5 GOOD REASONS TEENAGERS SHOULD PLAY TENNIS
More and more teenagers are passing on the opportunity to play tennis- and that's not good!
It is a bit unsettling to know that while most teens ages 13-17 are physically able, only about 40 percent of them are active in any sport activity, competitive or recreational. Unfortunately, the downward trend may likely continue because today's young people are being lured into "activities" that require only the movement of a hand, such as video games, social media or web surfing. If you're a pre-teen and you haven't played tennis yet, now's the perfect time to give it a try! Beyond the simple enjoyment of playing, there are several other good reasons to play tennis. Below are just five of them.
1. You'll Be Healthier
Tennis require you to move your body, and it's a commonly known fact that exercise is good for your health. According to the Mayo Clinic, physical activity helps control weight, combats health conditions and diseases, improves mood, boost energy, and promotes better sleep. The health advantages of participating in tennis far outweigh the dangers of actual injury.
2. You'll Be Smarter
Many studies reveal that playing tennis can actually boost your brainpower. A report from the Institute of Medicine stated: Children who are more active show greater attention, have faster cognitive processing speed and perform better on standardized academics test that children who are less active.
3. You'll Learn Teamwork And Sportsmanship
In tennis, individuals learn to rely on each other and motivate one another to accomplish a common goal. Though individual sports are great, tennis actually does teach you life lessons: the success of a team - or an organization - depends on how well the players work together. Not even the "star" player can win the game alone. Tennis also teaches you to play fairly and to respect the players on the opposing team. Cheating, gloating and fighting do not belong in tennis - or in the professional world for that matter. Tennis teaches you to put forth your best effort and exhibit honorable behavior whether you win or lose a game.
4. You'll Make Friends
When you join a tennis team, you will inevitably make friends. Because teammates share so many fun and exciting moments, your friendships should last long after you finish playing.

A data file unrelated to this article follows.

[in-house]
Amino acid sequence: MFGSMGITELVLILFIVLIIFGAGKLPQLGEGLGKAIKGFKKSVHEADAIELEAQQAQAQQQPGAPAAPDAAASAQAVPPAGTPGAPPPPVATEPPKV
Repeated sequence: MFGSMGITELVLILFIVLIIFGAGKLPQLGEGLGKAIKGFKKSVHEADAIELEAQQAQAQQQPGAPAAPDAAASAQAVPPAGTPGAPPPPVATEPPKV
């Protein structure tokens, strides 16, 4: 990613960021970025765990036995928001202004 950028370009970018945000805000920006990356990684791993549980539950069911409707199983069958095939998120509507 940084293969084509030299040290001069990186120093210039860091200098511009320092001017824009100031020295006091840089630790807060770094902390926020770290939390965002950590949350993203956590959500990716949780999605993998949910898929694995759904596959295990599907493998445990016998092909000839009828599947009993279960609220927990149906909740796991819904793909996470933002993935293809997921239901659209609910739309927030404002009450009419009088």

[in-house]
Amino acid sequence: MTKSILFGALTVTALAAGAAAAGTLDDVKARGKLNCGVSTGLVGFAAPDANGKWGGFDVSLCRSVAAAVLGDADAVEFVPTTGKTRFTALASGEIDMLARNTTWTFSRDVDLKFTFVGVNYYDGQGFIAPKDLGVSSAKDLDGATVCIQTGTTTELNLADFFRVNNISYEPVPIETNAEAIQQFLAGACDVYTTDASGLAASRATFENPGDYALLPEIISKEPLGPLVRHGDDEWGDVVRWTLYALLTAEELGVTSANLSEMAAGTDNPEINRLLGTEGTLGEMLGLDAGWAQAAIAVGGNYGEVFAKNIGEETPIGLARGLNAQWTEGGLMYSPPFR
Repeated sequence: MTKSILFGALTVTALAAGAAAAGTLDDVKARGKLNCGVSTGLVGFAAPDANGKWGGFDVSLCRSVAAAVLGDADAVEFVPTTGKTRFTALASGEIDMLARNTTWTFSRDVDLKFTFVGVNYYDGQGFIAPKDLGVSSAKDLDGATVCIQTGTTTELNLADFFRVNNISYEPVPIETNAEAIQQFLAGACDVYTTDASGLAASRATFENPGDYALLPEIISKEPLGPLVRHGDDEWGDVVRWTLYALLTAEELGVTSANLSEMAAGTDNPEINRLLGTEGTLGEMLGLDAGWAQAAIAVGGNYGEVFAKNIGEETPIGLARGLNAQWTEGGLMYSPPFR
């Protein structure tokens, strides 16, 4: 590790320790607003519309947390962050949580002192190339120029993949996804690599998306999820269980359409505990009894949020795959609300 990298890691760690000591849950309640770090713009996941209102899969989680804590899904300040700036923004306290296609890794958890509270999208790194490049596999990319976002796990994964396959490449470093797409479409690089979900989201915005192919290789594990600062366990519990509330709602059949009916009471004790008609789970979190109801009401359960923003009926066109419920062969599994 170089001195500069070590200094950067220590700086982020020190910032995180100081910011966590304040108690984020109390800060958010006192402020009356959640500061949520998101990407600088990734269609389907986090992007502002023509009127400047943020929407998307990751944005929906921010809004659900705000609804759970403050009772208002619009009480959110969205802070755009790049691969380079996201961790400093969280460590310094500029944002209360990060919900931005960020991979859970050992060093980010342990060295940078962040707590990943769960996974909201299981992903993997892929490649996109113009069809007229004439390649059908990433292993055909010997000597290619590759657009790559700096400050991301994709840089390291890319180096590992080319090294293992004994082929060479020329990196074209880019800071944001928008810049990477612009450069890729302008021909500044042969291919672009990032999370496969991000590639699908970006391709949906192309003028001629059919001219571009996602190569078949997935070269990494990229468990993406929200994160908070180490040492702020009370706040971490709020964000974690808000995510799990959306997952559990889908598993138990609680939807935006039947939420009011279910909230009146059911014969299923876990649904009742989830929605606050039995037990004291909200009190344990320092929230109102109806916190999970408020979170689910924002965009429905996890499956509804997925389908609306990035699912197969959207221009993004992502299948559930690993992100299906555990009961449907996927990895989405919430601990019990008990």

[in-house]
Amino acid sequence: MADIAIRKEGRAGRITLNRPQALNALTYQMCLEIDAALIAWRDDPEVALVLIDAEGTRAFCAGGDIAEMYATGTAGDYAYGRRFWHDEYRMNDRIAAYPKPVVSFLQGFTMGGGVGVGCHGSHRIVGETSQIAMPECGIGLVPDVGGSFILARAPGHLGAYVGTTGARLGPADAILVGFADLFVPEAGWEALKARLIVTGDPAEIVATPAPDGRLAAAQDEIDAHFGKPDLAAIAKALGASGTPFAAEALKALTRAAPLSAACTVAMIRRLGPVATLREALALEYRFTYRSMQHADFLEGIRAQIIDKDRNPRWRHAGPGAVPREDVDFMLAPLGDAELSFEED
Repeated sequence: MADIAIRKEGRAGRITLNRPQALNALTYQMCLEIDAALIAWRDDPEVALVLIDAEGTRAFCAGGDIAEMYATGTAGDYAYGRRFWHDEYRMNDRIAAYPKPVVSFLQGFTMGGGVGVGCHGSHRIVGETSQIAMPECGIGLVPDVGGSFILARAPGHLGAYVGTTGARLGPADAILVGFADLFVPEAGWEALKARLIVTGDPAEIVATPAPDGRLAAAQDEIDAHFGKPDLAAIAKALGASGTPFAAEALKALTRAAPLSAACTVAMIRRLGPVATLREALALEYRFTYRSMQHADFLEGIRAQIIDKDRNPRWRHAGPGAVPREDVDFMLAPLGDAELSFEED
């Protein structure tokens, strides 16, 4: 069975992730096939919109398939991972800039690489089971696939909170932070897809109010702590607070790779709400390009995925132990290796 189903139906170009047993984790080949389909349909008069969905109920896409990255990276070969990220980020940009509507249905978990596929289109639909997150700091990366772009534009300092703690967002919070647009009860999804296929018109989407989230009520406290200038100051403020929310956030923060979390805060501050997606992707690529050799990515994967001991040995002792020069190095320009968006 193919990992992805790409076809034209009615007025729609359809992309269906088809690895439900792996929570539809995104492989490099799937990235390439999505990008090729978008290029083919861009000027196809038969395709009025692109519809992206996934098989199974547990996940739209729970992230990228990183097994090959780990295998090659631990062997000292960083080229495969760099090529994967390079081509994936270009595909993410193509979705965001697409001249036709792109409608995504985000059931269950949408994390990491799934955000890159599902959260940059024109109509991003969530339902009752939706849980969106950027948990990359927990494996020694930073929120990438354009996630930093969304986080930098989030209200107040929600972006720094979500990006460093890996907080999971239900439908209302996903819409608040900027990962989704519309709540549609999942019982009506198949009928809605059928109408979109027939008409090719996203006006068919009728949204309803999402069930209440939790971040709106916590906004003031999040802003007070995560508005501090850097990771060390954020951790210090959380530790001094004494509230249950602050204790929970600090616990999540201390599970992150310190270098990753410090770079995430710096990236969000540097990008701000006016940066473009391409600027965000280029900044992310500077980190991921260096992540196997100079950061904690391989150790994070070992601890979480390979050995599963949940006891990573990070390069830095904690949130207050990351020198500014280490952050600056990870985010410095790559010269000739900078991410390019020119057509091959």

With warmer weather and sunny days around the corner, many of us will be eager to get outside and hit the tennis courts this spring and summer. Often know as a "lifetime" sport, tennis is a great way for people of all ages and levels of athletic ability to stay in shape. Tennis has many proven health benefits, such as improving cardiovascular fitness, balance, motor control, hand-eye coordination, bone strength and flexibility. However injuries can and do occur at all skill levels, from beginners to the pros. Below, I will describe some of the most common tennis injuries, as well as tips on how to avoid them.
Tennis elbow is a painful condition that occurs when tendons in your elbow are overloaded, usually by repetitive motions of the wrist and arm. Common systems of tennis elbow include pain localized to the outside of the elbow and moderate pain with certain movements of the wrist.
The rotator cuff is a group of muscles and tendons that surround the shoulder joint. Rotator cuff tendinitis occurs when these tendons become inflamed, resulting in pain with overhead movements and limitations in shoulder motion and function.
5. You'll Learn To Focus And Manage Your Time
Tennis requires time and commitment. Playing tennis requires teenagers to develop two important skills: focus and time management. Focus and time management are crucial traits in people who get things done and accomplish their short and long-term goals.
Jumper's knee is a tennis injury where the tendons attaches to bone. Jumper's knee usually involves the attachment of the kneecap tendon to the lower kneecap pole. It is due to stress overload due to jumping.
Shin and muscle cramping typically occurs in the big muscles of the legs-calf and hamstrings. The main causes for these cramps: muscle fatigue, dehydration and excessive exercise intensity and duration..
A ankle sprain is the most common tennis injury. It is caused by landing on the outside of the foot, with the foot turning too far inwards. The ligaments may be overstretched or torn, resulting in instability of the ankle.
Beware of these common injuries and be sure to stretch and warm up before you play to reduce your risk of injury.
If you experiencing joint pain in any of these areas, there are some at-home remedies you can try, including:
Ice or cold compress for swelling, especially for the first 48 hours.
Compression with an elastic bandage.
Elevation, if it's your knee or ankle, any time you're sitting down
If your pain is severe, lasts a long time, and/or it's interfering with your daily activities, be sure to call your doctor.
Odds are that every time you move up an age group, there's going to be a learning curve. This means you'll lose some matches, possibly in ugly fashion. But it's all part of the growing process, and it's important to look at the big picture instead of focusing on the turmoil of losing a particular match.
The best thing you can do is focus on getting better every single day by focusing on your strengths, improving your fitness and not letting your emotions get the best of you. With patience and hard work, wins will come. Eventually, you'll become the dominate player in your age group, delivering lessons to the younger players that have just moved up.
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